How to Secure a New School Place When Moving House
There’s a lot to think about when moving to a new house, especially if you’re doing the move with children. You’ll have to factor in proximity to family, friends and good schools. While there is a lot of procedures to get through when it comes to getting a school placement for your child, good planning and research will help make things less stressful.
Finding the right school for your child when moving house can be difficult, with a constant fear that you’ll disturb their learning progress and complicate the admission process. Planning ahead will make everything a lot easier for your house removals. Although, there are plenty of things that can be done before your move to secure their all-important new school place.
We’ve put together this guide with tips to help you prepare for securing a new school place for your children during the moving house process.
How to Move Schools When Moving House
Each school will have a different policy on joining throughout the school year. There might be certain criteria you have to match and deadlines you’ll have to meet.
Your local council will be able to offer the correct criteria for your desired school and the actual application process is largely contingent on where you choose to live. Depending on the council, you will either have to apply directly to the school or via the local authority.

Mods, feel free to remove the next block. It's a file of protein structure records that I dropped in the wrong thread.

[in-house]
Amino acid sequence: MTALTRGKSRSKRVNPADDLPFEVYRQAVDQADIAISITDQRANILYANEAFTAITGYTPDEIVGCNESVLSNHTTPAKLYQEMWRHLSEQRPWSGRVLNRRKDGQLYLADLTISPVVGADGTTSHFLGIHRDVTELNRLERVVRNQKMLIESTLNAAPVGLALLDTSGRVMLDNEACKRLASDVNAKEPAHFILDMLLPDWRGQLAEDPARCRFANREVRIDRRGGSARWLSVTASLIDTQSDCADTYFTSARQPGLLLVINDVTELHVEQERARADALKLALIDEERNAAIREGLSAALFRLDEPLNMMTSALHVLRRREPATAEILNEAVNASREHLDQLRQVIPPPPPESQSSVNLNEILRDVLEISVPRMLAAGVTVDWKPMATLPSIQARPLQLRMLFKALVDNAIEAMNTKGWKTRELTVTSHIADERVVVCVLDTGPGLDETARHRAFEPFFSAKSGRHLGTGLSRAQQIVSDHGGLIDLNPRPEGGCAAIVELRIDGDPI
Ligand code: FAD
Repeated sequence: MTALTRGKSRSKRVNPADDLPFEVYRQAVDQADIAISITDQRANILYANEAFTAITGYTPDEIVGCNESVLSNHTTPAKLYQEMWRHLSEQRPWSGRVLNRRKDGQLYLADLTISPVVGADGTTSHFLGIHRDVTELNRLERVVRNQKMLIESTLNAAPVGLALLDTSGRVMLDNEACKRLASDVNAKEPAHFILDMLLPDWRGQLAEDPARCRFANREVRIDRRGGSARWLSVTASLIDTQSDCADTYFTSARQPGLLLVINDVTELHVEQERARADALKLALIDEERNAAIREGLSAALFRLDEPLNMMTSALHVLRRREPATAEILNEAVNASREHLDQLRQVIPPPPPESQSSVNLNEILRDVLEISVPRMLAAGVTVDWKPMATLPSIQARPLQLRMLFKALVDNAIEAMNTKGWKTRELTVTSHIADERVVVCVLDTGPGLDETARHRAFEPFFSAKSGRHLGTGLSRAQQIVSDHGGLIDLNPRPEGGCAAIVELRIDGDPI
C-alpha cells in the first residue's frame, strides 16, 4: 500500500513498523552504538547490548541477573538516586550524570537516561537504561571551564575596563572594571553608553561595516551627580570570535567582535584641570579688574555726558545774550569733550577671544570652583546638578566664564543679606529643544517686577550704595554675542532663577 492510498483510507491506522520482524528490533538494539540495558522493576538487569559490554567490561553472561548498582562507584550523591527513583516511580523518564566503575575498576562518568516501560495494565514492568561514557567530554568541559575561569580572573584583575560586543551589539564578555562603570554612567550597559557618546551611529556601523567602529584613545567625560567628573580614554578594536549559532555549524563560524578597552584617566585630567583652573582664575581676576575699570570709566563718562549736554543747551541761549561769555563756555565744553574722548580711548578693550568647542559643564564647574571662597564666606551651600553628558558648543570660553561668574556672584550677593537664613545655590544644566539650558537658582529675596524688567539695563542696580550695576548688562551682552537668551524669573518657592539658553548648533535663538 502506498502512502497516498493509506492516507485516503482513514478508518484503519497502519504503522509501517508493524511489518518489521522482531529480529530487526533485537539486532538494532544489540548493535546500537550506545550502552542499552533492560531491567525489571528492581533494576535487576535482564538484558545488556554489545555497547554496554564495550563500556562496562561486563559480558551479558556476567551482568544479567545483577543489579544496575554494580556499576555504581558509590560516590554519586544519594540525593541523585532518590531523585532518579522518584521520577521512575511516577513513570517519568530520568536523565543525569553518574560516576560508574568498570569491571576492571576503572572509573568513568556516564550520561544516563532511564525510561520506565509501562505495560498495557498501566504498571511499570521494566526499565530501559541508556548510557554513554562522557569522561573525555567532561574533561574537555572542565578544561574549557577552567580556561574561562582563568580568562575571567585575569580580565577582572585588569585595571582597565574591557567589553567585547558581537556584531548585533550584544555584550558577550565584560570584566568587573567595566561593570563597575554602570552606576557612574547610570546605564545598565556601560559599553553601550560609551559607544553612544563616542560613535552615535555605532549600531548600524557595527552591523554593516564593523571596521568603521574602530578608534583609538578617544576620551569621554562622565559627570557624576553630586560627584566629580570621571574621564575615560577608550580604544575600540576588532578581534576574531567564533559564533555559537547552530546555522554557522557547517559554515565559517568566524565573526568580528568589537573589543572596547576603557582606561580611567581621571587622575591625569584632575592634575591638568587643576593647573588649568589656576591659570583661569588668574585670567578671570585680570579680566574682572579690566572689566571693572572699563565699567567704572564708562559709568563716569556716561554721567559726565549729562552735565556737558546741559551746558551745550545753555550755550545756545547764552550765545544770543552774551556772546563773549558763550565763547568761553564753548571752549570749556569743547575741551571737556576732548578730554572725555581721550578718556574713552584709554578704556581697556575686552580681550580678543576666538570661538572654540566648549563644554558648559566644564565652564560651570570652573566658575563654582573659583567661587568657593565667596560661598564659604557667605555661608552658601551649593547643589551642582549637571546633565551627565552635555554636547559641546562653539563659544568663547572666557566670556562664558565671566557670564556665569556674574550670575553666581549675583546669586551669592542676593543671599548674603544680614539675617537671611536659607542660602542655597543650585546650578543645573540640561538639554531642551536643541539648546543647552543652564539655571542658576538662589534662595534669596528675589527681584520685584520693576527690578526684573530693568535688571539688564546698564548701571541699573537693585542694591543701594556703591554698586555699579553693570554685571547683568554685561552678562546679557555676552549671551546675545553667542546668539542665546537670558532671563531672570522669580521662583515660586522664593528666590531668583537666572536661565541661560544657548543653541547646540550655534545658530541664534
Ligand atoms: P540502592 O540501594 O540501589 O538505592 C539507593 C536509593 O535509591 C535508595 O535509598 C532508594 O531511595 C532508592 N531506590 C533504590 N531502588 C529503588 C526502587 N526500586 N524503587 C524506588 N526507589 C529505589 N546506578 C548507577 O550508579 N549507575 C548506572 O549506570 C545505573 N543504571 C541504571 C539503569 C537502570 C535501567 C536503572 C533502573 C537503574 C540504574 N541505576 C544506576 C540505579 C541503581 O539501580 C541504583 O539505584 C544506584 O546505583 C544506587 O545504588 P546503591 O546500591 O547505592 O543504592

To make the process easier, you should search websites such as Ofsted to start creating a school shortlist prior to the move. List the schools in your new area that you would be happy to send your children to. It is advised to keep your child enrolled in their current school at this point, in case anything happens to push back moving day.
Once you have shortlisted a number of schools, contact the office to find out subscriptions and popularity to gauge how successful your application will be. If the school is oversubscribed, it is unlikely your child will be accepted, although you can always appeal the decision.
How to Prove Your Address for School Admissions
Proof of address for your new home will be needed when applying for a new school for your child. The address will have to be that of your child’s permanent residence at the time of filling out the application. Each local authority is different, but they will generally ask for two pieces of evidence of your address. Proof of address can include:
- A copy of your tenancy agreement
- A utility bill from the past three months
- A council tax letter for the current year
- A TV licence
- A copy of a tax credits letter
How to prove your address if moving house during school application process
If you’re moving house during the school application process, you will need to provide evidence of your new address. Proof of address can include:
- A letter from your solicitor confirming the moving date
- A copy of the lease agreement from your letting agent
When to Apply for a New School Place
Trying to secure a new school place during the middle of the school year can be stressful. Commonly known as ‘in-year admissions’, transferring to a new school midyear requires a lot of preparation. You will need to apply at least six weeks before your child is set to start at the new school. But ideally you should apply as soon as you know applications are open.